TOYOTA Winglet

TOYOTA から Segway っぽい乗り物が評判になっています。当然、特許侵害はしていないと思いますが、日本国内の公道を走る事の出来ない代物に変わりありません。でも、日本の巨大企業だから法律が変わら無いとは言えません。ま、コレはちょっと買被り過ぎですね。

Toyota Winglet personal transporter

Toyota unveils its "personal transport assistance robot''

by the Winglet news (Aug. 5, 2008)
Toyota has already built a global market on the strength of its small, fuel-efficient vehicles. Now, it has gone smaller with the development of what it calls a "personal transport assistance robot'' - a motorized stand-up-and-ride device designed for scooting around malls and airports.

This innovative product, called the Winglet, is quite similar to the Segway unveiled in the US early this century. It uses the same "lean the way you want to go" system of gyros and sensors to control forward and backward movement but has a simple parallel-link mechanism for steering.

Toyota has built three prototypes - ranging from "practical" to "hands-free sporty", using the same mechanism but with different control handles.

The "L" is much the same as a Segway, with a long, tubular stem reaching to waist height incorporating a pair of hand-grips at the top, but the "M" and "S" version have shorter, padded stems intended to be held between the rider's knees (on the "M") or calves (on the "S").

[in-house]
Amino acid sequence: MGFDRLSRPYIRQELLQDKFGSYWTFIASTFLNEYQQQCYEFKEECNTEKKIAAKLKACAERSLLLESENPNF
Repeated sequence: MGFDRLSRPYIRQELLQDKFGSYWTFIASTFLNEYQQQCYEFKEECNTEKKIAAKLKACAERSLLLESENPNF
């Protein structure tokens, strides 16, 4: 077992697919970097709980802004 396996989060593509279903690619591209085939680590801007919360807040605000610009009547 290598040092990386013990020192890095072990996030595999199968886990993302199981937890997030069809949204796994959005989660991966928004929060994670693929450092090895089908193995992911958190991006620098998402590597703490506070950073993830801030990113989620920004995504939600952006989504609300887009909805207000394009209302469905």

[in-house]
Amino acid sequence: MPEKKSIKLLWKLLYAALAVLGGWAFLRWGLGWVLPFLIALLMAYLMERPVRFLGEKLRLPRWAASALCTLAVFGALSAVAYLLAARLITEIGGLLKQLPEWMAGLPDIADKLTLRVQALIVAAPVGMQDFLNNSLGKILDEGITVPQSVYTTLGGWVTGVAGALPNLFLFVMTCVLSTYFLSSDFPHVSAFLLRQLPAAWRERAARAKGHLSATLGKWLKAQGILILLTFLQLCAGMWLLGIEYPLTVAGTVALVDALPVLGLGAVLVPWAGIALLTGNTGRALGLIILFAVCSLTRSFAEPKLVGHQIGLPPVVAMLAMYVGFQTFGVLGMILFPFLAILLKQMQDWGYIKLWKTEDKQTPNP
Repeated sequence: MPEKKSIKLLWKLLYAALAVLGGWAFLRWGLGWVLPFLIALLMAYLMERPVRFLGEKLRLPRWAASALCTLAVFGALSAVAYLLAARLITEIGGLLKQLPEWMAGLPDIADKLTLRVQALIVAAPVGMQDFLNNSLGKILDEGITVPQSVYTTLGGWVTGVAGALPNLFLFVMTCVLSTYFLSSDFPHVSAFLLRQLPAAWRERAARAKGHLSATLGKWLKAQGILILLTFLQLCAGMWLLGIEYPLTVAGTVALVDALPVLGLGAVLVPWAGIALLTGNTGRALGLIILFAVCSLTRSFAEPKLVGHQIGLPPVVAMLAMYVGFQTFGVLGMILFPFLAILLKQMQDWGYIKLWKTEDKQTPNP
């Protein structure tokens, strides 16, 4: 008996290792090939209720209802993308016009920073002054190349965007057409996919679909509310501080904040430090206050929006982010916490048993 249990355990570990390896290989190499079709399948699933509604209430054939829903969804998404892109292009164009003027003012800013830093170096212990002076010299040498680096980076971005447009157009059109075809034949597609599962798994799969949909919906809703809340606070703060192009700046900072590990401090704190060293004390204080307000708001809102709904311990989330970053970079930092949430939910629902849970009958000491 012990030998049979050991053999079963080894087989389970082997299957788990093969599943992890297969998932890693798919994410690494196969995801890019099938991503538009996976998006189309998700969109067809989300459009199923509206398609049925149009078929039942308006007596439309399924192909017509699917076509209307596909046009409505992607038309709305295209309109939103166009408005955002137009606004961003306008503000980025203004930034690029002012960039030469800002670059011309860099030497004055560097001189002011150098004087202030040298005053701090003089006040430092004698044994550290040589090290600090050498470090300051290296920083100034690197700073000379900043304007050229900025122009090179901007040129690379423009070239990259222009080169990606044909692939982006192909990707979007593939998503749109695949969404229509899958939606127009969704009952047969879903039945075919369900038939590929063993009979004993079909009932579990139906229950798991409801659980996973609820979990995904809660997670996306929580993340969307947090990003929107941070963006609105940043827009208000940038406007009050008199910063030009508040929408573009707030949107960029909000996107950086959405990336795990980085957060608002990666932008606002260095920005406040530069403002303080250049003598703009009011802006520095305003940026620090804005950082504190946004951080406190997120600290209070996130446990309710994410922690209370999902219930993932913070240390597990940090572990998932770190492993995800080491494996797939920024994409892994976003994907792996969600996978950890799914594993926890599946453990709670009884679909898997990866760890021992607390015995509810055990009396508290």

The Segway PT is a two-wheeled, self-balancing electric vehicle invented by Dean Kamen. Segway Inc. of New Hampshire produces it. The name "Segway" is a homophone of "segue" (a smooth transition, literally Italian for "follows"). PT is an initialism for personal transporter while the old acronym HT was an initialism for human transporter.

The small version of the Winglet, which stands just 18 inches tall, is designed to be ridden hands free. The medium version stands nearly 27 inches tall, while the large version (which most closely resembles a Segway) stands 44.5 inches tall.

All Winglets use the same base, which houses an electric motor, two wheels and sensors that help keep the thing balanced. The small Winglet weighs about 10 kilograms, while the medium and large Winglets tip the scale at 13 kilograms.

A full charge on the battery pack should be good for five kilometres of cruising on the small Winglet, and ten on the medium and large Winglets. Recharging the battery takes one hour.

Toyota executive Takeshi Uchiyamada, who scooted on to the stage at Friday's media conference in Tokyo on a Winglet, said there were no plans yet to market the machine and no prices had been set.

Toyota says it will start testing the Winglets later this year at an airport near Nagoya, Japan, and at a seaside resort in its home country. Next year it plans to put the Winglet to use in a crowded urban setting - a shopping complex in Yokohama City, Japan. Toyota unveils its "personal transport assistance robot" the Winglet Toyota Announces Segway Killer: The Winglet Personal Transporter